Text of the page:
To view the conference summary report, please click here.

 

Fourth Event: On January 18, 2013, Managing Across Boundaries (MAB) and the Permanent Missions of Japan, Turkey, and Poland to the United Nations hosted the Turtle Bay Security Roundtable: Proliferation Challenges in a Flat World. The day-long roundtable was designed to supply UN Member States, members of the UN Panel of Experts of Security Council subsidiary organs, experts from think tanks, industry, academics, and members of civil society with an opportunity to debate the effectiveness of nonproliferation instruments and the challenges such tools face in a globalized world. At this fourth installment of the seminar, participants deliberated on the mechanics of illicit networks, sanctions evasion, and the trafficking of conventional arms and dual-use materials. Contributors particularly emphasized the impact of proliferation on economic development and human security. The event additionally featured a dialogue on how to sift through the ever-growing complexities of the trade in a globalized world in order to develop stronger international tools to thwart such harmful operations. In total, well over 100 participants representing 60 UN Missions as well as leading nonproliferation experts attended the conference. 

To view the agenda for the event, please click here.

To view the conference summary report, please click here.

 

Third Event: On May 21, 2012, MAB and the the Permanent Missions of Japan, Turkey, and Poland to the United Nations hosted the Turtle Bay Security Roundtable: Opportunities to Prevent the Proliferation of Conventional Weapons. The half-day forum aimed to provide relevant stakeholders, such as UN Member States, members of the UN Panel of Experts of Security Council subsidiary organs, experts from think tanks, academics, and members of civil society with a forum to deliberate on how to address the burgeoning proliferation of conventional weapons. At this third and most recent installment of the roundtable, representatives discussed the far-reaching consequences of the thriving illicit trade in conventional weapons. Particular focus was given to the supply sources of weapons, the mechanics of the trade, and the financial flows of the operation. The conference also featured a discussion on how to develop innovative and pragmatic approaches to curbing conventional arms proliferation. In total, more than 100 participants representing 44 UN Missions as well as leading nonproliferation experts attended the conference.

To view the agenda for the event, please click here.

To view the conference summary report, please click here.

 

Second Event: On December 5, 2011, MAB and the Permanent Missions of Japan and Poland to the United Nations co-hosted the Turtle Bay Security Roundtable: Navigating the Sanctions Regime, Promoting Proliferation Prevention. The half-day UN conference was designed to provide an open forum for representatives of UN Member States, members of UN Panel of Experts of Security Council subsidiary organs, regional experts, industry representatives, experts from think tanks, and members of civil society to discuss how to address the evolving proliferation challenges present in today's increasingly interconnected and globalized landscape. Stakeholders from the relevant sectors explored the effective implementation of current nonproliferation efforts. Particular emphasis was given to sanctions focusing on North Korea and Iran, while also incorporating recent relevant developments in Libya. The conference also included a regional focus, and, as such, participants delved into the benefits of applying targeted innovative regional approaches to nonproliferation and capacity-building. In all, more than 120 participants representing around 50 UN missions as well as leading regional and nonproliferation experts attended the event.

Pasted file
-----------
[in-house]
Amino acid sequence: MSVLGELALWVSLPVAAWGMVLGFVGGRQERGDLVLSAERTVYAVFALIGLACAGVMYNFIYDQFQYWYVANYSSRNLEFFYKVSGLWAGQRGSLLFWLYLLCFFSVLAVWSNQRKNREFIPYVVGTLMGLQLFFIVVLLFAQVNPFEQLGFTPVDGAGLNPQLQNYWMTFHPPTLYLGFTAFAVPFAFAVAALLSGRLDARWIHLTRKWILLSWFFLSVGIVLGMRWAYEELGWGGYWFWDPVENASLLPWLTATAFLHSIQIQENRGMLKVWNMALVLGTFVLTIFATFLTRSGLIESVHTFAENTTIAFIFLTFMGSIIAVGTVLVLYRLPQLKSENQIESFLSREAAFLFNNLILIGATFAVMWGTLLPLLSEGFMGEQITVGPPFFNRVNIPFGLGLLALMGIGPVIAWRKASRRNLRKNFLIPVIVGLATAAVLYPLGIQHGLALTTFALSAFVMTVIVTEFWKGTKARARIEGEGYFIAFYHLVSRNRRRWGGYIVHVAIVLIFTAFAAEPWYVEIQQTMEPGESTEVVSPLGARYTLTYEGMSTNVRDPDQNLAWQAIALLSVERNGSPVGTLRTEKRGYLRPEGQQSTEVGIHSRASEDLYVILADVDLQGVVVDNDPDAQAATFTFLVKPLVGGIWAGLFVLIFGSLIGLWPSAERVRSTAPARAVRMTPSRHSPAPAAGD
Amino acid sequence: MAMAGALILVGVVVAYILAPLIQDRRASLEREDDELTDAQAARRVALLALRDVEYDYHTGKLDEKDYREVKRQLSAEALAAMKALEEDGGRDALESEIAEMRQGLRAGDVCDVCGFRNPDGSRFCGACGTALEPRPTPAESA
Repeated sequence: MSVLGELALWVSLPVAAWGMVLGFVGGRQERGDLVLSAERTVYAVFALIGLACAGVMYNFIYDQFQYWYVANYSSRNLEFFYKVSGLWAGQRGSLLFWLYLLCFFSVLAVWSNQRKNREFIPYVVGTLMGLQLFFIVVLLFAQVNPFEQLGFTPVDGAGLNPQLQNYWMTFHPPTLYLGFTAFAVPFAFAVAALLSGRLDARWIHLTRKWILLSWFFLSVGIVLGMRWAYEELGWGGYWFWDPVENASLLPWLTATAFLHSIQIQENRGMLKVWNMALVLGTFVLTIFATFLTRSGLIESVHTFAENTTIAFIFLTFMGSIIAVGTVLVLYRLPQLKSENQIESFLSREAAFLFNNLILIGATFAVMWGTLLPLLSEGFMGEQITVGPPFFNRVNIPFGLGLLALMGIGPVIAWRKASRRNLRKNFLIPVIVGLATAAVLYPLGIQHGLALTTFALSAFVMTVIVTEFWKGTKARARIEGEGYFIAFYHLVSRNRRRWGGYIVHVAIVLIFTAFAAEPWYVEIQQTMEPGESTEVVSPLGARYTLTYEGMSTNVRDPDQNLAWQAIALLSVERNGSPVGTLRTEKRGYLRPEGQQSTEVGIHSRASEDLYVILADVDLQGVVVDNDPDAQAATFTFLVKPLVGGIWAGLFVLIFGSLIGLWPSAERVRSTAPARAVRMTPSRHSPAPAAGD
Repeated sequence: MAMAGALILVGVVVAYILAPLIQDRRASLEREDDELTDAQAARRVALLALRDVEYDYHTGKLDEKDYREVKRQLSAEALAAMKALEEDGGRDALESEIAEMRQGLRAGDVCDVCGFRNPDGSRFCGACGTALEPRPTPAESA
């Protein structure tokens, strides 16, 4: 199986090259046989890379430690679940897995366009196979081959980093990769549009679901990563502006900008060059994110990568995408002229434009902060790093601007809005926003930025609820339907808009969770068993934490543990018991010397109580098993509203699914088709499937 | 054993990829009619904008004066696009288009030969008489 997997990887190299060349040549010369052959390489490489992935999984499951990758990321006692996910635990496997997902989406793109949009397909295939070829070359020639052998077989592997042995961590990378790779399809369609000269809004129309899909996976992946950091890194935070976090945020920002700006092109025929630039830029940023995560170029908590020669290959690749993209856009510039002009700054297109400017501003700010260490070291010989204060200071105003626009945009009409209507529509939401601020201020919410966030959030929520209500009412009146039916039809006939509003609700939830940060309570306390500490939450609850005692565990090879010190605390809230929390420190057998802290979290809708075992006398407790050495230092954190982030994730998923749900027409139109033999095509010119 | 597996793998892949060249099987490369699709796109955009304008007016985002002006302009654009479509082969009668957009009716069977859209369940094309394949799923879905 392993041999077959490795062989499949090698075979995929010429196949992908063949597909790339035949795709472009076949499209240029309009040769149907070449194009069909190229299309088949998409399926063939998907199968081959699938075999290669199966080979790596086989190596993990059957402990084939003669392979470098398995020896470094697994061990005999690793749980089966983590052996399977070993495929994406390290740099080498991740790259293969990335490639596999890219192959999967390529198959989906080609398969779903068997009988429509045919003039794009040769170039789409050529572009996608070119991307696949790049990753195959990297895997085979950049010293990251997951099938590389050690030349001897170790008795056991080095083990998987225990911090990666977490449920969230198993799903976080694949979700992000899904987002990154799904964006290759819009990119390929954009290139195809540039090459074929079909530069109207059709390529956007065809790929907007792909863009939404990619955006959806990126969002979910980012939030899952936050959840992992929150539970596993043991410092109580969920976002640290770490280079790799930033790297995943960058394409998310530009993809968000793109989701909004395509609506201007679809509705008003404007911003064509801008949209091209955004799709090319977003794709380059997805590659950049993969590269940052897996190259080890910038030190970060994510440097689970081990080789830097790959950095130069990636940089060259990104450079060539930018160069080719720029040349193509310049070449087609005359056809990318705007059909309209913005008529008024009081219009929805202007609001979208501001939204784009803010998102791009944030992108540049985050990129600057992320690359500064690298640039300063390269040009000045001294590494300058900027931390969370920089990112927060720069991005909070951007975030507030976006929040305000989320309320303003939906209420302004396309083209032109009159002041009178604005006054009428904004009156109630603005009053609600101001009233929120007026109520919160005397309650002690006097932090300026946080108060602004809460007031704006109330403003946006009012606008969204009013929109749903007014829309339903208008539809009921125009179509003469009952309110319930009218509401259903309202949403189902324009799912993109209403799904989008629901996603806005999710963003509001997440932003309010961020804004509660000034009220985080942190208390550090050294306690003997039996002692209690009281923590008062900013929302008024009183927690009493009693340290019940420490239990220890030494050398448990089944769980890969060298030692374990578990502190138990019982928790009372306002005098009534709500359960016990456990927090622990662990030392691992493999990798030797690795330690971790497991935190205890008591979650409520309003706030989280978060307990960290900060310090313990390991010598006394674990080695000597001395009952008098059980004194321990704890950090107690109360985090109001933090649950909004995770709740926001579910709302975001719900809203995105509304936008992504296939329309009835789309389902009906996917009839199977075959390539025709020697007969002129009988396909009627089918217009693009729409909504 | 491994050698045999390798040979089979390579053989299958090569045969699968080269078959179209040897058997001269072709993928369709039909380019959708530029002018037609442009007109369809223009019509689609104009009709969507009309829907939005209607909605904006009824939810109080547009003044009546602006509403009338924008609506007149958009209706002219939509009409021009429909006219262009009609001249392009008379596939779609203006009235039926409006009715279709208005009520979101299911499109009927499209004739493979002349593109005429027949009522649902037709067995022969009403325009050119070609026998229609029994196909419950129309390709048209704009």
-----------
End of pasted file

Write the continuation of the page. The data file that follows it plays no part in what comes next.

To view the agenda for the event, please click here.

To view the conference summary report, please click here.

 

First Event: On May 21, 2011, MAB and the Permanent Missions of Japan, Poland, and Turkey to the United Nations co-hosted the Turtle Bay Security Roundtable: Promoting the Global Instruments of Nonproliferation and Disarmament.  The one-day UN conference was designed to provide a forum for stakeholders in relevant sectors government; international and regional organizations; think-tanks and civil society organizations; private industry - to openly discuss the evolving proliferation and disarmament challenges posed by today's highly globalized economic and political landscape. The event also encouraged participants to formulate new strategies to overcome emerging proliferation threats, as well as strengthen existing nonproliferation initiatives under the auspices of the United Nations. In all, more than 150 participants representing 62 UN missions as well as leading experts in the area attended the event.

To view the agenda for the event, please click here.

To view the conference summary report, please click here.